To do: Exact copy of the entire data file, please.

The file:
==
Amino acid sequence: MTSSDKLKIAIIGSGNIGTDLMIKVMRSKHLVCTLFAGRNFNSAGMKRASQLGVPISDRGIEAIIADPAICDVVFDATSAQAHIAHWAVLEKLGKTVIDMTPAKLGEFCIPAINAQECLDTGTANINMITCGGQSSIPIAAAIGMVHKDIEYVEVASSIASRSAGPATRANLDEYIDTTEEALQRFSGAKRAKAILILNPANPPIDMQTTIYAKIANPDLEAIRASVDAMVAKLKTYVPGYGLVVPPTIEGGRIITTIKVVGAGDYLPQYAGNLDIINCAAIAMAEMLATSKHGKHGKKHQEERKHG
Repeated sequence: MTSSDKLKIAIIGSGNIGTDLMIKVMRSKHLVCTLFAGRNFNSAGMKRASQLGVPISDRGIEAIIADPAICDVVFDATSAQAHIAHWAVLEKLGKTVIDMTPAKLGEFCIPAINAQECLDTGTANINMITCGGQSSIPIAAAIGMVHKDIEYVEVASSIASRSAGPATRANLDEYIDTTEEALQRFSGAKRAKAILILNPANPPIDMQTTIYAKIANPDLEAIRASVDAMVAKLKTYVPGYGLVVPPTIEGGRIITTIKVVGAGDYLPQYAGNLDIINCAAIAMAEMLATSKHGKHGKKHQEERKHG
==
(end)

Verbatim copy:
Amino acid sequence: MTSSDKLKIAIIGSGNIGTDLMIKVMRSKHLVCTLFAGRNFNSAGMKRASQLGVPISDRGIEAIIADPAICDVVFDATSAQAHIAHWAVLEKLGKTVIDMTPAKLGEFCIPAINAQECLDTGTANINMITCGGQSSIPIAAAIGMVHKDIEYVEVASSIASRSAGPATRANLDEYIDTTEEALQRFSGAKRAKAILILNPANPPIDMQTTIYAKIANPDLEAIRASVDAMVAKLKTYVPGYGLVVPPTIEGGRIITTIKVVGAGDYLPQYAGNLDIINCAAIAMAEMLATSKHGKHGKKHQEERKHG
Repeated sequence: MTSSDKLKIAIIGSGNIGTDLMIKVMRSKHLVCTLFAGRNFNSAGMKRASQLGVPISDRGIEAIIADPAICDVVFDATSAQAHIAHWAVLEKLGKTVIDMTPAKLGEFCIPAINAQECLDTGTANINMITCGGQSSIPIAAAIGMVHKDIEYVEVASSIASRSAGPATRANLDEYIDTTEEALQRFSGAKRAKAILILNPANPPIDMQTTIYAKIANPDLEAIRASVDAMVAKLKTYVPGYGLVVPPTIEGGRIITTIKVVGAGDYLPQYAGNLDIINCAAIAMAEMLATSKHGKHGKKHQEERKHG